Open with DEXTER  
In the text 
Fig. 7
Panel a: mass growth of the embryo for the twocomponent initial conditions in run_ sp. Panel b: semimajor axis evolution of the embryo. The red thick line is for the averaged value and the light red is for the spreading over three different runs. The black dashed line is for the growth of a single embryo on a circular and coplanar orbit without any planetesimal accretion. 

Open with DEXTER  
In the text 
Fig. 8
Growth timescale as a function of the embryo’s mass. The gray line represents the simulation whereas the blue and magenta lines are timescales for the analytical 3D and 2D pebble accretion. The dark (light) blue line corresponds to τ_{3D} including (orexcluding) the f_{set} factor (Eq. (25)). 

Open with DEXTER  
In the text 
Fig. 9
Mass growth of one single embryo in Sect. 3.3 for different runs given in Table 2. The red, cyan, orange, and magenta correspond to run_fid, run_nmig, run_tau, and run_alpha, respectively. The thick and thin red lines represent run_hpeb and run_lpeb.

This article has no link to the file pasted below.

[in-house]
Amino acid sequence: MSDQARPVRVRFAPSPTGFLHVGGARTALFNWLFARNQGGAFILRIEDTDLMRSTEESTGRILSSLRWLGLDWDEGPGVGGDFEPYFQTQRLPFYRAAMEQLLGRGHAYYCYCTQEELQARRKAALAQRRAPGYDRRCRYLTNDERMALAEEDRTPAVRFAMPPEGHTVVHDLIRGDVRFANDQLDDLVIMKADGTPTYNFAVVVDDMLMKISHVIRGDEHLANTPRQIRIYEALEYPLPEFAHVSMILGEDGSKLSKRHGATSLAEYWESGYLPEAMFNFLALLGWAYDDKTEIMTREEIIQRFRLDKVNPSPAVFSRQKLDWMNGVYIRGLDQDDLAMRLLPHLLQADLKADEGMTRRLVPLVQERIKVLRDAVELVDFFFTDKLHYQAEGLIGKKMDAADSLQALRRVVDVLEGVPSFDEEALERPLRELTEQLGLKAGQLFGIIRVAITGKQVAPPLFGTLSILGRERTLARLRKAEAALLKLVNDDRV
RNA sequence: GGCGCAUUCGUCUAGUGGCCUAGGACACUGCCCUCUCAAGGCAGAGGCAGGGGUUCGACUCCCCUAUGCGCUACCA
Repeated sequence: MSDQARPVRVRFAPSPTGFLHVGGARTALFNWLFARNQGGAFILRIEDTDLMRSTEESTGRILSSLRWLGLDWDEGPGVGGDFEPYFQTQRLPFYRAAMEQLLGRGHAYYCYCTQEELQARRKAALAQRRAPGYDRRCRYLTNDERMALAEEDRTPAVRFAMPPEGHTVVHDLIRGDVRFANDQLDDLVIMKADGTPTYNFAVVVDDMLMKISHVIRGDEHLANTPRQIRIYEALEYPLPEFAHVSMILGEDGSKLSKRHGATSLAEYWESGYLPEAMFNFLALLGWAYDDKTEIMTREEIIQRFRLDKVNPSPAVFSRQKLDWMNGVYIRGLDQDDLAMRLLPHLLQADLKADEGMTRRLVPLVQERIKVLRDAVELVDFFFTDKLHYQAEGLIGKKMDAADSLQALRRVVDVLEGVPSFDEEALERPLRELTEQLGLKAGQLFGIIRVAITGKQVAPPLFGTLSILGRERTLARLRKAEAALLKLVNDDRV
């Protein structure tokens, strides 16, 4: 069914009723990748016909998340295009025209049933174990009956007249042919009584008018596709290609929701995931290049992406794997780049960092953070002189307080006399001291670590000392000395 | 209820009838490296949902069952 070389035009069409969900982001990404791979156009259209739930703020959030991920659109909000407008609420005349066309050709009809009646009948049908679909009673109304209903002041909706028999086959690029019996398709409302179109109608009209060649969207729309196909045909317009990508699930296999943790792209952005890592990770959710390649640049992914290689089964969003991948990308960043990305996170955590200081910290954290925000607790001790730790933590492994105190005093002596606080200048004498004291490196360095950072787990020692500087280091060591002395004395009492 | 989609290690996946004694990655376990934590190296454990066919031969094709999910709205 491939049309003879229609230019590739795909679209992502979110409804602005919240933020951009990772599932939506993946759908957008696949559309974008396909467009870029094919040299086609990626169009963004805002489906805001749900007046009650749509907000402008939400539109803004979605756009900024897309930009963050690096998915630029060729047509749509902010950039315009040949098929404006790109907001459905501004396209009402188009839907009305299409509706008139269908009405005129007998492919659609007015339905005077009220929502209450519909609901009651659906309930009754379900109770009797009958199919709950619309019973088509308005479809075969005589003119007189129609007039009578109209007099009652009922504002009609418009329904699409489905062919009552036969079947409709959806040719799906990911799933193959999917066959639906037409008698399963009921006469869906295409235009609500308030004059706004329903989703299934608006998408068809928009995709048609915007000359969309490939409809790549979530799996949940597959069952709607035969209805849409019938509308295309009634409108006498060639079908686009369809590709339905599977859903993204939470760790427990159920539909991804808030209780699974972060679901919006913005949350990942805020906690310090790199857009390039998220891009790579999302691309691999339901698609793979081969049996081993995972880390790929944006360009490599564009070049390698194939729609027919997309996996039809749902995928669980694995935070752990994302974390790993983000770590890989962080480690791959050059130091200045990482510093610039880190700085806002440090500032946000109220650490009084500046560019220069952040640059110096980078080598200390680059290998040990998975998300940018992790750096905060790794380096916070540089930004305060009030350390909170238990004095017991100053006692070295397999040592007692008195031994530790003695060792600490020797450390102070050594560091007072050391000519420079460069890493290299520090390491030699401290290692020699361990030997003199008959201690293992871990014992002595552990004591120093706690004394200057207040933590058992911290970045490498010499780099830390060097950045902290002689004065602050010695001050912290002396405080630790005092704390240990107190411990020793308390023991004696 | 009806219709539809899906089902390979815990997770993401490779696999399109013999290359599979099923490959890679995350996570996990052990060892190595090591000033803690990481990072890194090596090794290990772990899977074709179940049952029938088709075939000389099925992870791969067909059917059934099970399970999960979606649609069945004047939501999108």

Open with DEXTER  
In the text 
Fig. A.1
Convergence test for N_{sp} = 25 (red) and 50 (blue). Mass, semimajor axis, and eccentricity evolution of the embryo are shown. The line represents the mean value of three individual runs while the area indicates the scattering from these runs. In the bottom panel, the RMS eccentricity of the planetesimals is shown by the dashed line. 

Open with DEXTER  
In the text 
Current usage metrics show cumulative count of Article Views (fulltext article views including HTML views, PDF and ePub downloads, according to the available data) and Abstracts Views on Vision4Press platform.
Data correspond to usage on the plateform after 2015. The current usage metrics is available 4896 hours after online publication and is updated daily on week days.
Initial download of the metrics may take a while.